All About Adolescent Literacy

All about adolescent literacy. Resources for parents and educators of kids in grades 4-12.
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Key Literacy Component: Vocabulary

(2008)

What’s in a word? Mastery of oral and written vocabulary promotes comprehension and communication. Find out how proper instruction can help students who struggle with vocabulary.

Vocabulary knowledge is important to reading because the oral and written use of words promotes comprehension and communication. The three primary types of vocabulary are oral vocabulary, which refers to words that are recognized and used in speaking; aural vocabulary, which refers to the collection of words a student understands when listening to others speak; and print vocabulary, which refers to words used in reading and writing. Print vocabulary is more difficult to attain than oral vocabulary because it relies upon quick, accurate, and automatic recognition of the written word. Furthermore, the words, figures of speech, syntax (the grammatical arrangement of words in sentences), and text structures of printed material are more complex and obscure than that of conversational language [2]. A few studies have suggested that vocabulary instruction leads to improved comprehension [3].

In addition to distinctions between oral, aural, and print vocabulary, vocabulary is categorized according to whether it is typically used in an informal or formal setting. Vocabulary used in a formal, educational setting is referred to as academic vocabulary [4]. Researchers who investigate academic vocabulary knowledge typically categorize words into three areas:

  1. high-frequency, everyday words (e.g., building, bus driver, eraser, etc.);
  2. non-specialized academic words that occur across content areas (e.g., examine, cause, formation); and
  3. specialized content-area words that are unique to specific disciplines (e.g., ecosystem, foreshadowing, octagon) [5].

Two important skills that are associated with vocabulary development are word identification and word analysis [6]. Word identification or decoding refers to the ability to correctly decipher a particular word out of a group of letters.

Word analysis is defined as the process involved in understanding the letters, sounds, and roots, prefixes, and suffixes that make up words, to enable a student to understand and use those words [7]. Word knowledge also includes syntactic awareness or awareness of the grammatical use of a word, such as the part of speech represented by a word [8]. We assume that students successfully analyze a word when they articulate its meaning and use it correctly in sentences that indicate understanding of both the word's meaning and correct syntactic usage.

Once words are recognized, students use pragmatic awareness, or sensitivity to how words are used to communicate, to understand the purposes of their use [9]. All of these processes together constitute students' vocabulary knowledge. Word identification or recognition without comprehension of the meaning and use of a word reveals a deficiency in vocabulary knowledge.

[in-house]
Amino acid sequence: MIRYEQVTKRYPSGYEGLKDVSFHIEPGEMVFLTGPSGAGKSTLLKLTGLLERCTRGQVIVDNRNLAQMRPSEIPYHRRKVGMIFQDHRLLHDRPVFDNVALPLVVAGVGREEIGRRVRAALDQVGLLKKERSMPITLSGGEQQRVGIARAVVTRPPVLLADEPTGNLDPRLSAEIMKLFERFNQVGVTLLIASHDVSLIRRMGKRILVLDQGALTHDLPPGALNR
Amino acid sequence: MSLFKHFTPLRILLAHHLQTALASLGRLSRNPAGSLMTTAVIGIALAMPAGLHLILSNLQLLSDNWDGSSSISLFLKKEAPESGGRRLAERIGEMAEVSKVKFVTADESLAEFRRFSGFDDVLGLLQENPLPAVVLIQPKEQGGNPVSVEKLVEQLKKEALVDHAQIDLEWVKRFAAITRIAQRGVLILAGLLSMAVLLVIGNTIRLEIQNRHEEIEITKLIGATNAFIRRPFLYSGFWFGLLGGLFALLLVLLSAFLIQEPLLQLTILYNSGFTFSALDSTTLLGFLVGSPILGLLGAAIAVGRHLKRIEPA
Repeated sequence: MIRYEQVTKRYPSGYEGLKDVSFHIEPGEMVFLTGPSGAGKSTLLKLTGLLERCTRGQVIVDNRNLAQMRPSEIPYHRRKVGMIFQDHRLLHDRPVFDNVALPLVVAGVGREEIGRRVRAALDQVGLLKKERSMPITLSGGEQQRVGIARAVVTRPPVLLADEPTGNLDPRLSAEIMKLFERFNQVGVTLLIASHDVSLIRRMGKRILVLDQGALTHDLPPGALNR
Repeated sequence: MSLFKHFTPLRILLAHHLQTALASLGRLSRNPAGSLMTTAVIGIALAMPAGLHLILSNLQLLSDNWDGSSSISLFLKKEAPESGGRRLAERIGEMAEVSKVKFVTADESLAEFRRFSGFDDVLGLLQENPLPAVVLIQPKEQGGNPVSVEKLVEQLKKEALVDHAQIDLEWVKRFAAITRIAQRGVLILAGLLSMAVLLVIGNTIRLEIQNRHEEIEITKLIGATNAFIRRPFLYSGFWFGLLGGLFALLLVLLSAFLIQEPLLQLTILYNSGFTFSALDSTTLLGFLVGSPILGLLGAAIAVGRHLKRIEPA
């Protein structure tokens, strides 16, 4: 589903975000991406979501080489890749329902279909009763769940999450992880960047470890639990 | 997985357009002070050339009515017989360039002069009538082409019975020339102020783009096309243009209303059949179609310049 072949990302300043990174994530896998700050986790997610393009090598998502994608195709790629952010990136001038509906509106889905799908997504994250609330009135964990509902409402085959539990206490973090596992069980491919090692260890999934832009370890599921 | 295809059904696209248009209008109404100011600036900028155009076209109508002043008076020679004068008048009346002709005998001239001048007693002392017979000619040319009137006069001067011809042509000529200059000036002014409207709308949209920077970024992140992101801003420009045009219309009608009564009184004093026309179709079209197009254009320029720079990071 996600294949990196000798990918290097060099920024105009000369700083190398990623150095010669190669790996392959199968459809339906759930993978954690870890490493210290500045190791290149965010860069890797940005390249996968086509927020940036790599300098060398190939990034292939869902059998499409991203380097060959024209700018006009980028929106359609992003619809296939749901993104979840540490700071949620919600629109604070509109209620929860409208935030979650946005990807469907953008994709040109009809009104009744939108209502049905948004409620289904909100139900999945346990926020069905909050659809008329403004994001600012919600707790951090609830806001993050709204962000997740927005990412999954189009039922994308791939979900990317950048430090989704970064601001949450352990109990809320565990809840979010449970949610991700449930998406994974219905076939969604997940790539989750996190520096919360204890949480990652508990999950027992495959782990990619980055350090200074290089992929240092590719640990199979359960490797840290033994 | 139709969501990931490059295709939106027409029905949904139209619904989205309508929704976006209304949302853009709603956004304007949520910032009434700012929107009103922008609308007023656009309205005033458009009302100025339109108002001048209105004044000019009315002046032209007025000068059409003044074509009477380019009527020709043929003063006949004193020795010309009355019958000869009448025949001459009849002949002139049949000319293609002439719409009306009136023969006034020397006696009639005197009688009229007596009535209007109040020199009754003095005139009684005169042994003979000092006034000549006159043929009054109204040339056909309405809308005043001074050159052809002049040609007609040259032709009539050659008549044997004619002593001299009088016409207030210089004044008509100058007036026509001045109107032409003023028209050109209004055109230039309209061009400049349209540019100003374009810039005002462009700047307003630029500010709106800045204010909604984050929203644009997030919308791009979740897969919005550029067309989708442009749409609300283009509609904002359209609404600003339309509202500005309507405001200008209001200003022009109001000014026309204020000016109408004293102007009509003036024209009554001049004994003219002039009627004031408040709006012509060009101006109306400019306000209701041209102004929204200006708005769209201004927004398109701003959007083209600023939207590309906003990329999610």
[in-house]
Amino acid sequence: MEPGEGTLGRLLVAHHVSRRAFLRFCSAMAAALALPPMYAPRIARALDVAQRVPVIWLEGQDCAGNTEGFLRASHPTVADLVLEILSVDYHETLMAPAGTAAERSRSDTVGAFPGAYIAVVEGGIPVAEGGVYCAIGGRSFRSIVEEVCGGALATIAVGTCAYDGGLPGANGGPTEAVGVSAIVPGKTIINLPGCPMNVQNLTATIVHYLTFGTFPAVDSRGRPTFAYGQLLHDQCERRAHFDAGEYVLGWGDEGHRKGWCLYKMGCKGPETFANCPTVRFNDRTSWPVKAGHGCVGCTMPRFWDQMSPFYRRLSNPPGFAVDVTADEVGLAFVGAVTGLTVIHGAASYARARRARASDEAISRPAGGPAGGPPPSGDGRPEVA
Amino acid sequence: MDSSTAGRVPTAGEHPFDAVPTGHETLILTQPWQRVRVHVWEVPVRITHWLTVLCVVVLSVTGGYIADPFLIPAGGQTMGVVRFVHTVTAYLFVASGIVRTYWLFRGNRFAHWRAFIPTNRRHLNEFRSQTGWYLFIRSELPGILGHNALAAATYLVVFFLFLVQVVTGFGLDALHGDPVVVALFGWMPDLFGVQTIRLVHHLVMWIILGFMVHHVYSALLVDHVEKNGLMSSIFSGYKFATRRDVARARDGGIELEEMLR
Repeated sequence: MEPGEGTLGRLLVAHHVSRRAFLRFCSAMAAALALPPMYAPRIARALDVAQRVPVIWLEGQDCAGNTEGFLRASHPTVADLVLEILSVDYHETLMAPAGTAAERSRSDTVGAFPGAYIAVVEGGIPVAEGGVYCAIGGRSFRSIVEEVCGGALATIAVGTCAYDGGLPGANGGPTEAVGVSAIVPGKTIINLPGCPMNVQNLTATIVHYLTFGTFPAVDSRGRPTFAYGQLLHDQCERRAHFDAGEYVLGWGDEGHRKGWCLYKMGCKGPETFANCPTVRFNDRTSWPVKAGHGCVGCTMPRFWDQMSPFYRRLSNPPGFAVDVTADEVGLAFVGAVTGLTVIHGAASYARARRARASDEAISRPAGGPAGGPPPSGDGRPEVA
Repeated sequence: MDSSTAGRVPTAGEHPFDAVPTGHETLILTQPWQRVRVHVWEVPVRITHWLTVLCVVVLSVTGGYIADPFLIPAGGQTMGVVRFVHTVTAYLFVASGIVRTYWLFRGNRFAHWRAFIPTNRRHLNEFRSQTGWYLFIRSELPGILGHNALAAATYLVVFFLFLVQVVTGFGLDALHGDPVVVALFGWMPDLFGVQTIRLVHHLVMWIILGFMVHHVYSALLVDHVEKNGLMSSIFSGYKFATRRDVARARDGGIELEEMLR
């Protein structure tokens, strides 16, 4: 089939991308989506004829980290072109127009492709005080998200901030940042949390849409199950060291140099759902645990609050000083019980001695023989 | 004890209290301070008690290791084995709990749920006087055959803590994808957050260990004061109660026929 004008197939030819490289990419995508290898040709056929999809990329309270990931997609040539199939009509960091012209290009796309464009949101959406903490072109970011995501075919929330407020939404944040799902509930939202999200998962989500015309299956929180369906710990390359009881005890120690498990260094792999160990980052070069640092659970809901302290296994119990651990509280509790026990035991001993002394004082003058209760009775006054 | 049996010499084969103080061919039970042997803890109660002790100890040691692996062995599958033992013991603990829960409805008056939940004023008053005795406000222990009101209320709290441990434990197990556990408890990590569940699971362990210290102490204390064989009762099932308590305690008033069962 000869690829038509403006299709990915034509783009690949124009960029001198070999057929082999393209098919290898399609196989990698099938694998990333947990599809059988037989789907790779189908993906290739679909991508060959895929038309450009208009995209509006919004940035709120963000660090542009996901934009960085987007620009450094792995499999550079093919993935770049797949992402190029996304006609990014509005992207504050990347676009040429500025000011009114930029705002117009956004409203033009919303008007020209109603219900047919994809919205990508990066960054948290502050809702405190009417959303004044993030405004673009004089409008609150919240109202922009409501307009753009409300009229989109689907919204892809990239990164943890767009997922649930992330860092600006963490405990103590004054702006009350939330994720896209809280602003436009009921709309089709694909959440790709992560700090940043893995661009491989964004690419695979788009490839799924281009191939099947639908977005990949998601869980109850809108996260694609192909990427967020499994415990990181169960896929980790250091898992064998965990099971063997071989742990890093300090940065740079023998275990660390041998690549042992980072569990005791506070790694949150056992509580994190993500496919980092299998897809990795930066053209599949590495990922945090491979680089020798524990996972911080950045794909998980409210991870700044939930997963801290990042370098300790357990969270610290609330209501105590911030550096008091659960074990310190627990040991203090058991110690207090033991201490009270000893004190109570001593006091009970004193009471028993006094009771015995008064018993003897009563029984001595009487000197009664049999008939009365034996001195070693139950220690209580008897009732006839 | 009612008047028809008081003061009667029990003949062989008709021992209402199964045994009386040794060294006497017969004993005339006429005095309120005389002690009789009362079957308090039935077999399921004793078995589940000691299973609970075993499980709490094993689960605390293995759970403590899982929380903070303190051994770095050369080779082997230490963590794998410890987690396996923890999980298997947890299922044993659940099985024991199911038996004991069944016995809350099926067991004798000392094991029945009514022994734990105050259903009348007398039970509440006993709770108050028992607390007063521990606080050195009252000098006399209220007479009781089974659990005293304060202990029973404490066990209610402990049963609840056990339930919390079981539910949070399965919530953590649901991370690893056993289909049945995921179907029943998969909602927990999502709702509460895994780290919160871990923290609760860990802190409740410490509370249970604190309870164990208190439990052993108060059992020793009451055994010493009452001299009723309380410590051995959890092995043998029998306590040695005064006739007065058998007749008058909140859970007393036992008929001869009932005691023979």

What skills do good readers have?

Good readers know a wide range of oral and print vocabulary. Typically, vocabulary knowledge results from extensive and repeated exposures to words through reading and speaking. One study estimated that good readers read approximately one million words per year [10]. Good readers have superior vocabulary knowledge and possess the following characteristics.

Good readers have strong oral/aural vocabulary

A reader's oral vocabulary is the collection of words used in speaking [11]. Skilled readers are able to use grade-level words fluently and clearly in their speech and understand those words when used by others in their speech. Oral/aural vocabulary ability transfers to reading once the written word has been deciphered. A skilled reader can recognize that word again with little effort [12]. To do this, readers must develop their decoding skills to the point that decoding occurs effortlessly.

Good readers have strong print vocabulary

Skilled readers are able to read words in written text at or above their grade level and use these words in written communication [13]. When good readers encounter unfamiliar words, many translate this text into speech, either by decoding or getting help from someone else. Once the word is verbalized, good readers automatically recognize the word or engage in a self-regulated process to discover its meaning. This may include but is not limited to analyzing the word's morphology (roots and affixes) and syntax (part of speech), searching for context clues, or looking up the word in the dictionary [14].

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What challenges do adolescent readers face with vocabulary?

Because word identification is one of the foundational processes of reading, middle and high school students with poor or impaired word identification skills face serious challenges in their academic work. Some struggling adolescent readers have difficulty decoding and recognizing multi-syllabic words. For example, words such as "accomplishment" leave many struggling readers unsure about pronunciation or meaning. This is often the case not just because their vocabulary is limited, but also because they are unaware of or not proficient in word-learning strategies based on understanding the meanings and functions of affixes (e.g., prefixes and suffixes) and other word parts [15]. In content areas in which text is more technical and abstract, insufficient vocabulary knowledge can become especially problematic for struggling readers. A major goal of vocabulary instruction is to facilitate students' ability to comprehend text [16].